Color blocking is the next step in my process. So, after the rough charcoal sketch, I begin to lay down color. At this point, it does not matter if I get the exact color or not, I am just trying to block in the basic colors. The painting will be worked and re-worked with workable fix, allowing for layer upon layer of color (without the painting become a muddled mess). The directions of pastel strokes are varied and there is no blending. I am even testing colors for the Hulk's skin tone, seeing how they look upon the pastel board.
The process continued as I laid down color on the figure of the Hulk. At this point, I did not completely obliterate the charcoal under drawing so I could still see basic musculature. The color of the foreground looks more orange than yellow of the above picture. I guess I will have to be more consistent with light and flash when I take these photos.
Next, I began to blend the colors, to smooth out the rough pastel strokes. I also switched from the harder Rembrandt to the softer Unison pastels. From here on out, most of the work will be done with the Unison sticks. I have some pastel pencils that I hope will allow me to do fine detail (on top of a layer of workable fix). This is something I have never tried before as it was not necessary for the landscapes I had painted previously. I am curious to see if I can pull this off.
When it stops raining, I will take this out side and hit it with the workable fix. I hope to begin layering the details soon.
Monday, May 28, 2012
Thursday, May 17, 2012
In the last post, I alluded to my new studio so I thought I would share some photos of what it looks like. It was designed to maximize the natural sunlight light. Most days I do not even need to turn on the lights to sit in there to read. My drafting table and easel sit in the corner four windows. The easel will be for mostly pastel painting and maybe, just maybe acrylic and oil paints if I ever get so inspired. The drafting table will be for pen & ink, colored pencil and watercolor.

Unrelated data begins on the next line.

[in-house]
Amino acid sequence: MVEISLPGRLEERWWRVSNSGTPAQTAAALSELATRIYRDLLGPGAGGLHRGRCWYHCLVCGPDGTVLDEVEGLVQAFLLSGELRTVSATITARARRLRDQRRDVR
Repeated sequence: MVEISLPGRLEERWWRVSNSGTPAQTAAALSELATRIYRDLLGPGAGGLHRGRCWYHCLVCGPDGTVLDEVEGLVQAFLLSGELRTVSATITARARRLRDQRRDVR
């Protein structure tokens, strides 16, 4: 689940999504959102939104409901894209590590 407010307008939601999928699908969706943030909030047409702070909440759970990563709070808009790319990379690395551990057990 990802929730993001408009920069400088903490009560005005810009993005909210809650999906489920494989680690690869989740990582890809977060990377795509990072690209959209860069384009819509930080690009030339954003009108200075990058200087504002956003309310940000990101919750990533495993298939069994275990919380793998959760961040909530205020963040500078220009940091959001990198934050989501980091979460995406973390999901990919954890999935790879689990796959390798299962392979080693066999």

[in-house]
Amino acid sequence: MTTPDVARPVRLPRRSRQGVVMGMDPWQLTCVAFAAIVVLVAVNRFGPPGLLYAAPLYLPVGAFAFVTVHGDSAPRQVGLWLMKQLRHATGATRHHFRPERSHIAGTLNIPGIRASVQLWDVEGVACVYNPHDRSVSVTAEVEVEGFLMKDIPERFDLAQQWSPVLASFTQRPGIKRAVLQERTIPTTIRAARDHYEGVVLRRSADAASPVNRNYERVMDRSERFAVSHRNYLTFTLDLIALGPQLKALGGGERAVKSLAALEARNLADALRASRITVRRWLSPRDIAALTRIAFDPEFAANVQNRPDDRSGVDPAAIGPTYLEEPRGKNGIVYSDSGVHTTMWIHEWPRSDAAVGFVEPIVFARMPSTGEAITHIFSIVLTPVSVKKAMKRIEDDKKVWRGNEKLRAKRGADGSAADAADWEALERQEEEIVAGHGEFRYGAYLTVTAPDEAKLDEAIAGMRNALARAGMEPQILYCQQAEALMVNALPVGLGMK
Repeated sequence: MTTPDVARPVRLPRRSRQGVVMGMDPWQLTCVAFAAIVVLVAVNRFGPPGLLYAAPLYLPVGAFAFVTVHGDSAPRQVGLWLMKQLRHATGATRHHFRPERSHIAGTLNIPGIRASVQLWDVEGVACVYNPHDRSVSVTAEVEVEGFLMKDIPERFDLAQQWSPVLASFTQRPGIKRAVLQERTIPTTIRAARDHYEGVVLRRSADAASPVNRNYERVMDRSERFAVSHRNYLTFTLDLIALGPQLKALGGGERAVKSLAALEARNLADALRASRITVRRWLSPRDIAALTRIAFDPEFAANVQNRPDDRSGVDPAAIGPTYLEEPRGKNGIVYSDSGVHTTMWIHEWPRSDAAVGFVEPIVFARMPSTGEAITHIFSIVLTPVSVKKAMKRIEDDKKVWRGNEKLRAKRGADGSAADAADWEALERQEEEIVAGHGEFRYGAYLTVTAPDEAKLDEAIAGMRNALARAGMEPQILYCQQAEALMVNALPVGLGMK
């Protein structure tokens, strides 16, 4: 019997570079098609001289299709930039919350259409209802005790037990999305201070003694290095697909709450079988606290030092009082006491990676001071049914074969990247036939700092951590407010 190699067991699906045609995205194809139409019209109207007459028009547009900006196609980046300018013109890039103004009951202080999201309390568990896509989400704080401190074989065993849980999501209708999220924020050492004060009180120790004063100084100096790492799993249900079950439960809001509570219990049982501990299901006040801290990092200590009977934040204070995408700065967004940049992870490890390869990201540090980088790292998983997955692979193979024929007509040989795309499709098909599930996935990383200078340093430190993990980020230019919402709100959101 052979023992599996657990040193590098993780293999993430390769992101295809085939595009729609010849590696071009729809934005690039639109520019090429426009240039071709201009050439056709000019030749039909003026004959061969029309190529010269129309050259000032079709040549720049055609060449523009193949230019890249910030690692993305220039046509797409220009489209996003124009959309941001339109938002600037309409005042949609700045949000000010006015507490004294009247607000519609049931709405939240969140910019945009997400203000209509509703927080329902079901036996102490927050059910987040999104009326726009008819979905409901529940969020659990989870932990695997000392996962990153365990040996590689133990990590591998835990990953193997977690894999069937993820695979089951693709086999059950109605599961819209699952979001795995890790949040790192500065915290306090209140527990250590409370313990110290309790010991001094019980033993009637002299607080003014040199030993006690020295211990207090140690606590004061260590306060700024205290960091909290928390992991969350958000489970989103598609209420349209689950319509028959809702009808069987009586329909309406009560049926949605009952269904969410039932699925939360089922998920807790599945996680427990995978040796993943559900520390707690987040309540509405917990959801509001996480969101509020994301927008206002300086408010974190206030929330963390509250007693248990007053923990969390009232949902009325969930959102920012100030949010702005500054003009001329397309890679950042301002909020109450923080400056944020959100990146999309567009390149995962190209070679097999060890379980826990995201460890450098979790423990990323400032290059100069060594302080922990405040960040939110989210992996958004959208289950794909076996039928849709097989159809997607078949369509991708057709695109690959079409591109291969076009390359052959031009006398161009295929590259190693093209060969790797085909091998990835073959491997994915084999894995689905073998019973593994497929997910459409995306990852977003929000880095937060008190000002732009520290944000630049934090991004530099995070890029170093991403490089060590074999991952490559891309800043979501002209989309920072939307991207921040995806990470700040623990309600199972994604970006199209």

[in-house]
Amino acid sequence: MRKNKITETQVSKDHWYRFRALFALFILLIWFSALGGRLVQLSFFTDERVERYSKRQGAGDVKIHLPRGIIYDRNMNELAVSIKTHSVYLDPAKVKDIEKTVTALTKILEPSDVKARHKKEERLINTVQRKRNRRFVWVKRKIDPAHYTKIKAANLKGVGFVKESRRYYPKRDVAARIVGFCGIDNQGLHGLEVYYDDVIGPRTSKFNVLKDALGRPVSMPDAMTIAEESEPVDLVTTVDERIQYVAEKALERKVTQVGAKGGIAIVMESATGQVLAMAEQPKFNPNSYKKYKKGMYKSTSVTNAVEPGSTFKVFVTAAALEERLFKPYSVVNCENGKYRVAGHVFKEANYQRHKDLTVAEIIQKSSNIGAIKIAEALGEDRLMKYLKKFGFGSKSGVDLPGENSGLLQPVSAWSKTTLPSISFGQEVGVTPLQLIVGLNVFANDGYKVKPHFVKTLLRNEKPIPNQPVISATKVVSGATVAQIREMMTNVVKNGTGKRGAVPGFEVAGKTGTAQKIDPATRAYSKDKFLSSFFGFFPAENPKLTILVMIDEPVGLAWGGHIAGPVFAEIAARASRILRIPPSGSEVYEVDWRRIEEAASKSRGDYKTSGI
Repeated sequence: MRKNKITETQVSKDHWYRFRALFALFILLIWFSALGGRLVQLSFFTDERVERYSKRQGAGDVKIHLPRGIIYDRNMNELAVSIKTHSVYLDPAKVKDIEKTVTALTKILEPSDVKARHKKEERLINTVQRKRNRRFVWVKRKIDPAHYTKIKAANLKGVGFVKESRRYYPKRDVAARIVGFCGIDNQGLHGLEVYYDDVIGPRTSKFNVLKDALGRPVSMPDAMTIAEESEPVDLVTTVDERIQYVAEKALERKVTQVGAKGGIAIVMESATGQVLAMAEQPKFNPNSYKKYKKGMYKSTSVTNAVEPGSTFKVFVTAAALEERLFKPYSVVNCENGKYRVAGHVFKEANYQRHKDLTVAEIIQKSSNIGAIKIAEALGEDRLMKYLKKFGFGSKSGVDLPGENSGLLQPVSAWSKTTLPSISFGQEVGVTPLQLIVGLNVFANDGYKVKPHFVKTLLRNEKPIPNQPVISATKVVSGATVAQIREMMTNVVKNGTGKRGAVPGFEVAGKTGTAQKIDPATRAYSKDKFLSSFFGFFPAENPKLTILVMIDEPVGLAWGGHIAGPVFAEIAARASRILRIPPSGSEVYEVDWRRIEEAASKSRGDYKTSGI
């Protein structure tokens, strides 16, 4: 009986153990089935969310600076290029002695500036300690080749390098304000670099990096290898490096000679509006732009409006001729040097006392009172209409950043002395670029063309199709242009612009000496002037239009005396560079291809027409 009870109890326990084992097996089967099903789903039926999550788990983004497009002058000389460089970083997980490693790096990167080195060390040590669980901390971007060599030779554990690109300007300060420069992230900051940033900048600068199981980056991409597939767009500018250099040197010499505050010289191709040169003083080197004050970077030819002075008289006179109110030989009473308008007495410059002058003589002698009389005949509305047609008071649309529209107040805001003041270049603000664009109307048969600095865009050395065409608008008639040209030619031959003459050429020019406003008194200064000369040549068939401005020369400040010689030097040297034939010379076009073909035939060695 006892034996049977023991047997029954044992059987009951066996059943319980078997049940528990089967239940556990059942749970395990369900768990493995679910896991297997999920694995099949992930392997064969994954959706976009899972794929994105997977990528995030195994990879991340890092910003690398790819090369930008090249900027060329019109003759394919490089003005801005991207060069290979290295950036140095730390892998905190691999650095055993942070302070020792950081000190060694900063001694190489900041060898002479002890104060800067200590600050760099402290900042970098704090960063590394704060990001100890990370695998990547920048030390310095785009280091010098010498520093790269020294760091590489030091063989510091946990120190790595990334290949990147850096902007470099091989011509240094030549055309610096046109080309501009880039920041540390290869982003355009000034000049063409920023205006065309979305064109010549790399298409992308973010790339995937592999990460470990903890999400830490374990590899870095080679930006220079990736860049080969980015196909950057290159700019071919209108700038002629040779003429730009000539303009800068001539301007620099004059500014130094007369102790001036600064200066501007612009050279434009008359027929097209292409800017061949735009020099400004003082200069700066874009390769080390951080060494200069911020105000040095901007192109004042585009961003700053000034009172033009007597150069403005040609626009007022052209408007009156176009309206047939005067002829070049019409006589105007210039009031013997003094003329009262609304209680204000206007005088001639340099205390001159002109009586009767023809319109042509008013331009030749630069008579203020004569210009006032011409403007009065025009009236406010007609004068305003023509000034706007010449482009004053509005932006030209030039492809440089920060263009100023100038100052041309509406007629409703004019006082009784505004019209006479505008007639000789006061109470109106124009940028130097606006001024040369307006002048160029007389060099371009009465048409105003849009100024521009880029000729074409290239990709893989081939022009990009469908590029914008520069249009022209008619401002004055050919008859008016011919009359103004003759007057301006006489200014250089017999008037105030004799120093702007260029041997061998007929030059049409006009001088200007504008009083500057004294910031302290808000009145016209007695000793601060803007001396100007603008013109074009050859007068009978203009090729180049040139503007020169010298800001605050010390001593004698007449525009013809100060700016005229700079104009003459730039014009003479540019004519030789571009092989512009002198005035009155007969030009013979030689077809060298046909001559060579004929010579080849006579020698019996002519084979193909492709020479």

If you look closely, you can see the beginnings of a new painting. My work travel schedule has just been plain brutal, with trips to California and the West Coast in the same week as trips to Europe (not to mention all the weekends). The net result is this painting is not as far along as I had hoped. But I have started it and that is a victory in and of itself.
This charcoal sketch took less than 10 minutes to complete but I cannot tell you how satisfying it was. I have always wanted to paint some classic Marvel covers in pastel much in the same way Alex Ross has done in oils. Thus begins the process.
I will talk more about the choice of this cover and my hopeful process in completing this painting.
Tuesday, May 08, 2012
So, after 2 years, 3 moves and building a new house from the ground up, I am once again ready to paint, draw, sketch and just plain try to be creative. I have not painted anything with pastels in almost 5 years (how sad).
Before the Studio
The new house has a room set aside to be my studio, but before I was able to set it up I was drawing at the kitchen peninsula. Not what I had initially intended, but a good place to start.
What to Draw? The Inspiration.As I had not drawn anything in over 2 years, it felt as if my creative brain had atrophied. After several failed start/stops, I decided to use my favorite splash page from Mouse Guard as a kind of drawing exercise, much the same way one would do word problems to learn math skills. I have done this from time to time when I am more interesting in learning a technique or playing with new tools or media.
The ToolsThe last few Christmas I asked for and received many art supplies, including watercolor pencils, Cotman travel watercolors and micron Sakura Micron colored pens. This choice of picture subject matter also allowed me to play with all these toys.
The Initial DrawingThe initial sketch was completed quickly and the drawing was inked with the Sakura micron pens (0.25, 0.45 and 0.50 mm black). Simple, yet fun.
The picture was painted using a combination of the watercolor pencils and Cotman pans. I used the colored microns to add details to the leaves in the tree and on the sword. David Petersen, the creator-artist of Mouse Guard, is such a talented artist, even my pale copy of his his wonderful work is actually pretty good. Eventually, I will create original works using this technique, which was quite fun and can be done virtually anywhere.